Hotel Online Special Report


Global Update: Who’s Where and Doing What
February 2001
Also:
The Devil's Advocate: Readers respond to last month's article
Jaunt of the Month: Virgin Atlantic Airways and One Aldwych
Heads Above the Rest
The Newsletter of The Boutique Search Firm
EUROPE
At Grace Leo Associates, GM Regis Lecendreux moves from Montalembert to Lancaster, while John Petch moves up to the Corporate Office in charge of Sales and Marketing. 
40-year-old Andreas Christodoulides, who had been Deputy General Manager for seven years, has taken over as GM of Le Méridien Limassol Spa and Resort, on the island of Cyprus. 
Brigitte Chevillotte has been named Director of Sales and Marketing at the Hotel Plaza-Athénée in Paris, a Leading Hotel of the World. She previously was with the Société des Hotels Concorde, and also spent several years with the Royal Monceau Hotel Group in Paris.
AFRICA & THE MIDDLE EAST
Lionel Alvarez is the GM of the Beau-Rivage Mauritius, part of the Naiade Hotel group. He previously logged six years as the General Manager of the Plantation Club in the Seychelles. 
Lothar Gross, who has been, since 1997 until now the Food & Beverage Manager at Belle Mare Plage Golf & Resort in Mauritius, will start in March as Executive Assistant Manager in charge of Food & Beverage at Les Pavillons, also on Mauritius. Les Pavillons is part of the fast-growing Naiade Hotel group.
NORTH AMERICA
Anna-Maria Santos retired as Director of Housekeeping at the New York Palace after six years, January 15. She had previously been the long-standing Executive Housekeeper at The Pierre, a Four Seasons hotel. 
At the Charles Hotel in Cambridge, Michael Doyle is replaced as General Manager by Jean Mestriner, a globe-trotting luxury expert who spent his most recent eight years with Sun International, first at the Palace of the Lost City and later at the Tablebay Hotel in Capetown. A Dutchman, Mestriner also assumed General Manager stints for Regent International, Rosewood and for the 5-diamond Windsor Court in New Orleans.
Gary Pugatch has left his position as VP Sales and Marketing for Our Lucaya in the Bahamas, which belongs to Li Ka Shing's Harbour Plaza hotel group. Prior to that Pugatch held the same position for El Conquistador Resort in Puerto Rico.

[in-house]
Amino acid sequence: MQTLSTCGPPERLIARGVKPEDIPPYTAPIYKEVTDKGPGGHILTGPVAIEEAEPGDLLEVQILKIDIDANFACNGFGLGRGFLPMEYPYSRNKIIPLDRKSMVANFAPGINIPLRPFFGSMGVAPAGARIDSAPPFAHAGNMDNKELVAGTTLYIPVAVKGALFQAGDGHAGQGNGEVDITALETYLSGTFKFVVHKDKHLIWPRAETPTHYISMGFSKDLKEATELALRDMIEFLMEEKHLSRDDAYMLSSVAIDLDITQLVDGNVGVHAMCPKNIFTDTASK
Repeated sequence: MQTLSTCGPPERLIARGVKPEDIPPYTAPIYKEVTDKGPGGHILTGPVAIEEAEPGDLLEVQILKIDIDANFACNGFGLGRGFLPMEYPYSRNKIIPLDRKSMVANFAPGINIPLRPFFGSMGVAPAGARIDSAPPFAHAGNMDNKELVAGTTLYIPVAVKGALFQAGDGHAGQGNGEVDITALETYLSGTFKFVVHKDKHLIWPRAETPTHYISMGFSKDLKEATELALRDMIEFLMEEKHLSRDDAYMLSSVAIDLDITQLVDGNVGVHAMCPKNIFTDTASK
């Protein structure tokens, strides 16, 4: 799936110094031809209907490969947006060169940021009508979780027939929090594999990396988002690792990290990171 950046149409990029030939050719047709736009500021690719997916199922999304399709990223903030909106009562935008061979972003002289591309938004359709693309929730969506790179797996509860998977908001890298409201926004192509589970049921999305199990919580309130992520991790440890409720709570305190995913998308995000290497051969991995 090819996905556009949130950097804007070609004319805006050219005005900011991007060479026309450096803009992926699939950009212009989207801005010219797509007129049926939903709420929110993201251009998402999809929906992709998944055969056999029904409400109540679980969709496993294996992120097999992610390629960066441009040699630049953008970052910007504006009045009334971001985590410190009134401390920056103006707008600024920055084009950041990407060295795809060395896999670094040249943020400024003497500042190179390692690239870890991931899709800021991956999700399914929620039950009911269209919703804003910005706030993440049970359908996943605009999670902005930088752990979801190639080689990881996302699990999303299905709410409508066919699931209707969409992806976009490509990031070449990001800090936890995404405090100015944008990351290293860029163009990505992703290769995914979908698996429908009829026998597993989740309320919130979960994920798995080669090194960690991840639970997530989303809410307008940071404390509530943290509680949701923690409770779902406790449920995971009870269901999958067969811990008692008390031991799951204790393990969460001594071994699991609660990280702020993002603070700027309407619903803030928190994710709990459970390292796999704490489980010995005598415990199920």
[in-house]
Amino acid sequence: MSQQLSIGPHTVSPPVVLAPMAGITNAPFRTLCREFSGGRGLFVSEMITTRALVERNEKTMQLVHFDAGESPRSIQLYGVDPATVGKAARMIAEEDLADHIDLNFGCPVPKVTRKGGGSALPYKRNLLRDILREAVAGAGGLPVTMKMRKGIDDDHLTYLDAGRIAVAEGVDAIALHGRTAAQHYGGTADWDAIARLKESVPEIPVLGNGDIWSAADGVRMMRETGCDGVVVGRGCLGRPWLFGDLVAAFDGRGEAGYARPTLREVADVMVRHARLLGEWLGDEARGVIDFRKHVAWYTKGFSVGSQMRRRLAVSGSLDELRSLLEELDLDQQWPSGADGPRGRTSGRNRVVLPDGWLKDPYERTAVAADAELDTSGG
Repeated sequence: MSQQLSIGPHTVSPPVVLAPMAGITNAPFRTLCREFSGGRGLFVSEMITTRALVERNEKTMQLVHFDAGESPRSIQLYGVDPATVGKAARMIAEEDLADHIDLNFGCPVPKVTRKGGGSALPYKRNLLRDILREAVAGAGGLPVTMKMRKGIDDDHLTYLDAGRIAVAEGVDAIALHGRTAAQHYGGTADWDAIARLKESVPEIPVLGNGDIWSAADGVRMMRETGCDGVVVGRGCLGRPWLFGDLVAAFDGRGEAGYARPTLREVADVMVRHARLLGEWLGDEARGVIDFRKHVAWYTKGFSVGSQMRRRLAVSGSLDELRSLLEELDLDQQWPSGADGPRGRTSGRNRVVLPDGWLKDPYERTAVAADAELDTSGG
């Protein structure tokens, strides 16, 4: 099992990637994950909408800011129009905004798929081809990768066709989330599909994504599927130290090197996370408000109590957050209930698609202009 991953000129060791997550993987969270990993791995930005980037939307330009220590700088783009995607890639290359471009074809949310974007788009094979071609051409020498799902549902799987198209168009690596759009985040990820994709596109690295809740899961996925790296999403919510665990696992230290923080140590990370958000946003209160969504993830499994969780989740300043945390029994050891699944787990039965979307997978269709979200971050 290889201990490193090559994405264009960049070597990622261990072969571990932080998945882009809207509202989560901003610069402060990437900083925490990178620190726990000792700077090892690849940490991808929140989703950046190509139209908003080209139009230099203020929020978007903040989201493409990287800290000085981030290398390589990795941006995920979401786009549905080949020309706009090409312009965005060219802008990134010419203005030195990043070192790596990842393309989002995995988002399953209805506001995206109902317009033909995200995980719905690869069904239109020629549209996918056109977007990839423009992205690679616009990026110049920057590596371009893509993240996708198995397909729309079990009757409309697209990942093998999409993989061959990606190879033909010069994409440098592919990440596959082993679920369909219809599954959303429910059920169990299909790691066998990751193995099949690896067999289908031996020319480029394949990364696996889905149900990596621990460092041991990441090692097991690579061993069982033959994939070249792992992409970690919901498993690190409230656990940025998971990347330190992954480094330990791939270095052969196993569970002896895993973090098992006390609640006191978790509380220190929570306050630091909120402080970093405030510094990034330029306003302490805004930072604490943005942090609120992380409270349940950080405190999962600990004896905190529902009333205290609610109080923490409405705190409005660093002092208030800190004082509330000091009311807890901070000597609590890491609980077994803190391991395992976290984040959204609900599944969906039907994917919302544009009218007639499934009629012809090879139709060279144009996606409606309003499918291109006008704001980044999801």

Frank Calaguire, a 27-year hospitality veteran, has been named Senior Vice President, Hotel Sales & Marketing Operations for Starwood Hotels & Resorts Worldwide. Calaguire most recently served as GM of The Westin Copley Place in Boston. Prior to joining Starwood, he served as Senior Vice President, Sales and Marketing for Renaissance Hotels & Resorts Worldwide. 
Sebastien Noat, an authentic Monégasque (i.e. a citizen of Monaco: they are rare enough that we thought we'd mention it) is the Manager of the spanking new Jerne restaurant at the Ritz-Carlton Marina Del Rey. He previously was at the Ritz-Carlton San Francisco. 
Chris Baum has left his position of VP Sales and Marketing for Sonesta, after eight years. Prior to joining Sonesta, Baum was VP Marketing for Westin. 
Yves Wencker, former General Manager at the exclusive Cotton House in Mustique, has handed over management of the property  to  Olivier Sevestre and picked a challenging new job: he is now the General Manager of Alain Ducasse at the Essex House. Cotton House is operated by Grace Leo Associates whose other properties include Montalembert, Lancaster and the Hotel Bel-Ami in Paris, as well as the Royal Riviera in Beaulieu sur Mer. Sevestre previously worked at another GLA property, U2's Clarence in Dublin. 
Ritz-Carlton Hotels Corporation has a new President and Chief Operating Officer: he is Simon Cooper, a 30­year industry veteran who comes from Marriott (Ritz-Carlton's parent company). He joined Marriott in 1998 as President of Marriott Lodging Canada. He was previously President and COO of Delta Hotels and Resorts. Prior to that he had been Executive Vice President for Omni Hotels. 
One year and three months after getting the job of Managing Director, Wolf Walther is out of the St. Regis Los Angeles. He is being replaced (by the owners, Iranian  investment group Pivotal) by Araj Azarbazin, formerly the Hotel Manager at the adjacent (and Pivotal-owned) Century Plaza. Prior to joining the Century Plaza, he was at the Four Seasons Newport Beach. 
Stephen Brandman has left Inter-Continental after sixteen years to seek new opportunities. His last posting  was as General Manager of the Inter-Continental New York on Central Park South. 
Sean Loeffel who left his position of Food & Beverage Director at the Four Seasons Beverly Hills last June after 16 years with the company, has launched his own consulting firm, Spoonfed.  Located in Los Angeles, Spoonfed provides  interim management and consulting services for the Food & Beverage industry at large. 
Thomas Kellerhof  is now GM of the Marietta Country Club, in Kennesaw, Georgia, established in 1915. The club has 700 members. Cornell-educated Kellerhof previously was the opening General Manager of the King Pacific Lodge in British Columbia, a floating ultra-luxury fishing camp on a barge.